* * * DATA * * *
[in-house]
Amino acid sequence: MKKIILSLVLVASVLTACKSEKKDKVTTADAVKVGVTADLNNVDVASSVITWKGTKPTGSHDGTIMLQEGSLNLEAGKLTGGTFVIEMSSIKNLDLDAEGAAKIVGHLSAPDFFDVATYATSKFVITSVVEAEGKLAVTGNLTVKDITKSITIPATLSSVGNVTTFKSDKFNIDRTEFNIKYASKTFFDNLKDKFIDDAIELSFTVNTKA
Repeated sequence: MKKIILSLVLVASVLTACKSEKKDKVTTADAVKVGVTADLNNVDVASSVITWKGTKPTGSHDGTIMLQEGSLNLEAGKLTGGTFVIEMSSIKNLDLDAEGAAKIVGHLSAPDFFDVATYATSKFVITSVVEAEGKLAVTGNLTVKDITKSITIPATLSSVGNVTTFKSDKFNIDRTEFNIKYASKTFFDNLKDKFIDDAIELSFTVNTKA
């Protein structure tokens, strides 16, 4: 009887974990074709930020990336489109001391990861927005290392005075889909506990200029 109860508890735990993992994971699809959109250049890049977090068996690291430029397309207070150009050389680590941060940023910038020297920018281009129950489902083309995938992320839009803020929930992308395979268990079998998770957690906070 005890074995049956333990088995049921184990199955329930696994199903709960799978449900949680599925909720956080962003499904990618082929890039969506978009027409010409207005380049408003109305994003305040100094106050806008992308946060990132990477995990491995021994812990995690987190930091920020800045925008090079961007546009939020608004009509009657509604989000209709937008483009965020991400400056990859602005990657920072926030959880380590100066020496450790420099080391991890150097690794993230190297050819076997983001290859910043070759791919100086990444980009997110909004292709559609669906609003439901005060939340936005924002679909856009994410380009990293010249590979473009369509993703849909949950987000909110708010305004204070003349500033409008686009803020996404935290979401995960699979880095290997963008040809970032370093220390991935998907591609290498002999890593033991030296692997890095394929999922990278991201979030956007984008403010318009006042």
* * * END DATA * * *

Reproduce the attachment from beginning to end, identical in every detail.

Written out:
[in-house]
Amino acid sequence: MKKIILSLVLVASVLTACKSEKKDKVTTADAVKVGVTADLNNVDVASSVITWKGTKPTGSHDGTIMLQEGSLNLEAGKLTGGTFVIEMSSIKNLDLDAEGAAKIVGHLSAPDFFDVATYATSKFVITSVVEAEGKLAVTGNLTVKDITKSITIPATLSSVGNVTTFKSDKFNIDRTEFNIKYASKTFFDNLKDKFIDDAIELSFTVNTKA
Repeated sequence: MKKIILSLVLVASVLTACKSEKKDKVTTADAVKVGVTADLNNVDVASSVITWKGTKPTGSHDGTIMLQEGSLNLEAGKLTGGTFVIEMSSIKNLDLDAEGAAKIVGHLSAPDFFDVATYATSKFVITSVVEAEGKLAVTGNLTVKDITKSITIPATLSSVGNVTTFKSDKFNIDRTEFNIKYASKTFFDNLKDKFIDDAIELSFTVNTKA
């Protein structure tokens, strides 16, 4: 009887974990074709930020990336489109001391990861927005290392005075889909506990200029 109860508890735990993992994971699809959109250049890049977090068996690291430029397309207070150009050389680590941060940023910038020297920018281009129950489902083309995938992320839009803020929930992308395979268990079998998770957690906070 005890074995049956333990088995049921184990199955329930696994199903709960799978449900949680599925909720956080962003499904990618082929890039969506978009027409010409207005380049408003109305994003305040100094106050806008992308946060990132990477995990491995021994812990995690987190930091920020800045925008090079961007546009939020608004009509009657509604989000209709937008483009965020991400400056990859602005990657920072926030959880380590100066020496450790420099080391991890150097690794993230190297050819076997983001290859910043070759791919100086990444980009997110909004292709559609669906609003439901005060939340936005924002679909856009994410380009990293010249590979473009369509993703849909949950987000909110708010305004204070003349500033409008686009803020996404935290979401995960699979880095290997963008040809970032370093220390991935998907591609290498002999890593033991030296692997890095394929999922990278991201979030956007984008403010318009006042």